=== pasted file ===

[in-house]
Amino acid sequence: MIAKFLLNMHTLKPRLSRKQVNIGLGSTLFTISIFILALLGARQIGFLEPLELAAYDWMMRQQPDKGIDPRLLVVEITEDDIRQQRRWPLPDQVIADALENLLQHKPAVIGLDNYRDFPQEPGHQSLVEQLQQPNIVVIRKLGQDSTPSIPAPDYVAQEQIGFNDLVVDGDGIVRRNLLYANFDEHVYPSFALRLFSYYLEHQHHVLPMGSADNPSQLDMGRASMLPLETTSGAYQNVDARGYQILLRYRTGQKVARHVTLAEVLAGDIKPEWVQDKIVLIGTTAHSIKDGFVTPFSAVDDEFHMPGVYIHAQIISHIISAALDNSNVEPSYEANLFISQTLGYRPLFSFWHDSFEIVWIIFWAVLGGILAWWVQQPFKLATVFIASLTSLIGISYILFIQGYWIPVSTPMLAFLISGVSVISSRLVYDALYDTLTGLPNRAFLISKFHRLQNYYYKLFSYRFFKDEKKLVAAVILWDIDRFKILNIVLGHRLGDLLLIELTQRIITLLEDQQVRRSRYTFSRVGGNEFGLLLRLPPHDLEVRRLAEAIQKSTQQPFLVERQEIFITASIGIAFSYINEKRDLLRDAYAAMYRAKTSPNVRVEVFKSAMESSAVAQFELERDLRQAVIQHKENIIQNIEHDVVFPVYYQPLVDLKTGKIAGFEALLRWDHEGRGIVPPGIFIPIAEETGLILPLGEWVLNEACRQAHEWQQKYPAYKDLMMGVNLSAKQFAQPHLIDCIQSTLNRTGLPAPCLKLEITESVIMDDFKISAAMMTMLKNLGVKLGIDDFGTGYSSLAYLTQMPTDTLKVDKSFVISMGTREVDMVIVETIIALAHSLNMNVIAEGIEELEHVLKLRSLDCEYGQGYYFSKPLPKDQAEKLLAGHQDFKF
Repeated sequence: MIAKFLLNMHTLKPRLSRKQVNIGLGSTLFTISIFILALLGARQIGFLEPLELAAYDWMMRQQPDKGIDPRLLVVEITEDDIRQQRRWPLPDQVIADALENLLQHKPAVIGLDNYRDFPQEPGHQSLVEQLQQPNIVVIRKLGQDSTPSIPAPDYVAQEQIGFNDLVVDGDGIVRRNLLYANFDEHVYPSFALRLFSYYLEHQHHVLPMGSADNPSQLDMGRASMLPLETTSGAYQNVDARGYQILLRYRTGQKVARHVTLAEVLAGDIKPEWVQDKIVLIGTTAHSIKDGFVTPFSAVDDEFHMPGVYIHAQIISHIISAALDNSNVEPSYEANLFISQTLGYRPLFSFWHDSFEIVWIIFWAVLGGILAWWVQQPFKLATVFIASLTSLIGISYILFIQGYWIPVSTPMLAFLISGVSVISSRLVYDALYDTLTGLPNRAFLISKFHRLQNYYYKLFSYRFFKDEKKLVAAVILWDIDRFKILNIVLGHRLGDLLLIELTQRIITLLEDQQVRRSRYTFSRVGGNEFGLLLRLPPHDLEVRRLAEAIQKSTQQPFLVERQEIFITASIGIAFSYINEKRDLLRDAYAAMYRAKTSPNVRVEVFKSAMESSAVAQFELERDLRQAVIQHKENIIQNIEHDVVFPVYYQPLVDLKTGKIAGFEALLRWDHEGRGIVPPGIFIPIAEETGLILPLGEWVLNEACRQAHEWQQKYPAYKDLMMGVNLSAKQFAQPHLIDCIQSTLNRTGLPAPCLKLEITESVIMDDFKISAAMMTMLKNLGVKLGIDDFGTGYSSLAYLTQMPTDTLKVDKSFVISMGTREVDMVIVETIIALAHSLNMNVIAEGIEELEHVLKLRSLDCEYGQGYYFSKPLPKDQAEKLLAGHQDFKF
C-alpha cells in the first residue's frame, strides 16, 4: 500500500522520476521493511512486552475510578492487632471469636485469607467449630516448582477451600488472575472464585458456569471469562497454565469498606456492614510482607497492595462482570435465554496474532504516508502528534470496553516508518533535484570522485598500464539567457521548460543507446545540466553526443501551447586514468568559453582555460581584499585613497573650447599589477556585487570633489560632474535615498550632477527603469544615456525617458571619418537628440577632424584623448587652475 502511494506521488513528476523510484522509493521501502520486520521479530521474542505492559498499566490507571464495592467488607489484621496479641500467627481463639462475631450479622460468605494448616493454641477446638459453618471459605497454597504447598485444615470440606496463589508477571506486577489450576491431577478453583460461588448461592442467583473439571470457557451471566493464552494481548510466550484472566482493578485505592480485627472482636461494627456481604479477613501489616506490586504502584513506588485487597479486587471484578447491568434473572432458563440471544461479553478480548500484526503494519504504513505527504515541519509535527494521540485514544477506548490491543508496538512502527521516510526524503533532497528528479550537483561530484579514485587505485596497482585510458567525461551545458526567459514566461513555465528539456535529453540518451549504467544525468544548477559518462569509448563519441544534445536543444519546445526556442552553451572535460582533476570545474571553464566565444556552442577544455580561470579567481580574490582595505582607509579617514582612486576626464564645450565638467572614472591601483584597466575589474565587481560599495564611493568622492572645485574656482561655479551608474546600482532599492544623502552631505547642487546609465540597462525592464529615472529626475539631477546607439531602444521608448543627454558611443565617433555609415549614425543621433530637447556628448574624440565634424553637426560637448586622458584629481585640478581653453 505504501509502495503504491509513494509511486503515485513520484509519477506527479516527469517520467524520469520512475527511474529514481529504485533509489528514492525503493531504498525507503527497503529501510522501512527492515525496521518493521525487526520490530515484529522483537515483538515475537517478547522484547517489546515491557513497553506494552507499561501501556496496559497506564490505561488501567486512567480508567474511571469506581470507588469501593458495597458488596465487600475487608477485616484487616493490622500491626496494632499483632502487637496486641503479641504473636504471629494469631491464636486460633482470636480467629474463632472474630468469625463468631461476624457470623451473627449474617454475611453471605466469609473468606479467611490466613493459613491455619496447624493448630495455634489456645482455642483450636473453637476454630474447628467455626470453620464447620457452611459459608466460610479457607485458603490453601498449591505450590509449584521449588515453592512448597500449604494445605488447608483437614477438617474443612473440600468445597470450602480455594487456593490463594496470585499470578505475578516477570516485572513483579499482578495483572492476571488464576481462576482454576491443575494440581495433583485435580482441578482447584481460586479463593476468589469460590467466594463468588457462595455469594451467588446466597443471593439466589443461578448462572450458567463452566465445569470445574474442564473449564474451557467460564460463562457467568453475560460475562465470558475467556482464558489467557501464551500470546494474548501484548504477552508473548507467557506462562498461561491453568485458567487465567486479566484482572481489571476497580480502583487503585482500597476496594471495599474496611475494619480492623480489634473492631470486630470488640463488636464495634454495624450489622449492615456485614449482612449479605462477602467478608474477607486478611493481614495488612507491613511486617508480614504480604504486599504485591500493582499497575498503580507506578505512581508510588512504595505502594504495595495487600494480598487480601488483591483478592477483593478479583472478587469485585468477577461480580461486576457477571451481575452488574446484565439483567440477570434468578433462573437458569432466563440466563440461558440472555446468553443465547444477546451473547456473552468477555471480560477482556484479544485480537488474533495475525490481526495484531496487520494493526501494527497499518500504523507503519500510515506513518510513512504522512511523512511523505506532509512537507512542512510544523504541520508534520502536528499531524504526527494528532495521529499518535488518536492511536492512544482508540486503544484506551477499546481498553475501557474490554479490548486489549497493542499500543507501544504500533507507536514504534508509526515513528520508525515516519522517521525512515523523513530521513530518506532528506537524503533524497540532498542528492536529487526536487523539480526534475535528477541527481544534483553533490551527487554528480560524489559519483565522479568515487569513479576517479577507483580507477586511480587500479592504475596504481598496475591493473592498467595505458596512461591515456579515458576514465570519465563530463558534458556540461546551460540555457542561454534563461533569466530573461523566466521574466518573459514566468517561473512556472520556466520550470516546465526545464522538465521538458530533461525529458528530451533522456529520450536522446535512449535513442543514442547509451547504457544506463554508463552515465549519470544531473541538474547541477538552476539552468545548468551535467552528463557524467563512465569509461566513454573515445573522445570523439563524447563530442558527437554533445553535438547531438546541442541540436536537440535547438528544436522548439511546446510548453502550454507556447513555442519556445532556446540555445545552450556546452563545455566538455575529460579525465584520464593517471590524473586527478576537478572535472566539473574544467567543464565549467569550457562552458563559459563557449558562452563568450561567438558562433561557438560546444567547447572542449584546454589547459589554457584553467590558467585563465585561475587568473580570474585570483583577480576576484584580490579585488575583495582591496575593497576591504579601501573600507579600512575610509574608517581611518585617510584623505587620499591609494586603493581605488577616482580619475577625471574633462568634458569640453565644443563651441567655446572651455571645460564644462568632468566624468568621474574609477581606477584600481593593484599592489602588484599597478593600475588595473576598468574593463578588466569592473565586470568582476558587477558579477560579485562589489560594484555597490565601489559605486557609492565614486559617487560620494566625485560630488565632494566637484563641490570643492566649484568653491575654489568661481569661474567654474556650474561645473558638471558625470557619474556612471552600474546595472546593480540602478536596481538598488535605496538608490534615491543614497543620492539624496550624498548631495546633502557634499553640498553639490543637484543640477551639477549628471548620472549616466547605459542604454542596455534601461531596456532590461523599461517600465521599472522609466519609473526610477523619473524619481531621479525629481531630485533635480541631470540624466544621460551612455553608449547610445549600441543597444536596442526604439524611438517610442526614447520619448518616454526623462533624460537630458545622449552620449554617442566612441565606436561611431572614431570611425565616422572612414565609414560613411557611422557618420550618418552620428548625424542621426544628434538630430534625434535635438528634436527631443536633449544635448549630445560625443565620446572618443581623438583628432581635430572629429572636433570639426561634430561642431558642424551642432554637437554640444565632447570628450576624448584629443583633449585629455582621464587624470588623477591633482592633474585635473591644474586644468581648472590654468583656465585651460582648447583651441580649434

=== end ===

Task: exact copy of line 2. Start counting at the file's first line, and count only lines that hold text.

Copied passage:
Amino acid sequence: MIAKFLLNMHTLKPRLSRKQVNIGLGSTLFTISIFILALLGARQIGFLEPLELAAYDWMMRQQPDKGIDPRLLVVEITEDDIRQQRRWPLPDQVIADALENLLQHKPAVIGLDNYRDFPQEPGHQSLVEQLQQPNIVVIRKLGQDSTPSIPAPDYVAQEQIGFNDLVVDGDGIVRRNLLYANFDEHVYPSFALRLFSYYLEHQHHVLPMGSADNPSQLDMGRASMLPLETTSGAYQNVDARGYQILLRYRTGQKVARHVTLAEVLAGDIKPEWVQDKIVLIGTTAHSIKDGFVTPFSAVDDEFHMPGVYIHAQIISHIISAALDNSNVEPSYEANLFISQTLGYRPLFSFWHDSFEIVWIIFWAVLGGILAWWVQQPFKLATVFIASLTSLIGISYILFIQGYWIPVSTPMLAFLISGVSVISSRLVYDALYDTLTGLPNRAFLISKFHRLQNYYYKLFSYRFFKDEKKLVAAVILWDIDRFKILNIVLGHRLGDLLLIELTQRIITLLEDQQVRRSRYTFSRVGGNEFGLLLRLPPHDLEVRRLAEAIQKSTQQPFLVERQEIFITASIGIAFSYINEKRDLLRDAYAAMYRAKTSPNVRVEVFKSAMESSAVAQFELERDLRQAVIQHKENIIQNIEHDVVFPVYYQPLVDLKTGKIAGFEALLRWDHEGRGIVPPGIFIPIAEETGLILPLGEWVLNEACRQAHEWQQKYPAYKDLMMGVNLSAKQFAQPHLIDCIQSTLNRTGLPAPCLKLEITESVIMDDFKISAAMMTMLKNLGVKLGIDDFGTGYSSLAYLTQMPTDTLKVDKSFVISMGTREVDMVIVETIIALAHSLNMNVIAEGIEELEHVLKLRSLDCEYGQGYYFSKPLPKDQAEKLLAGHQDFKF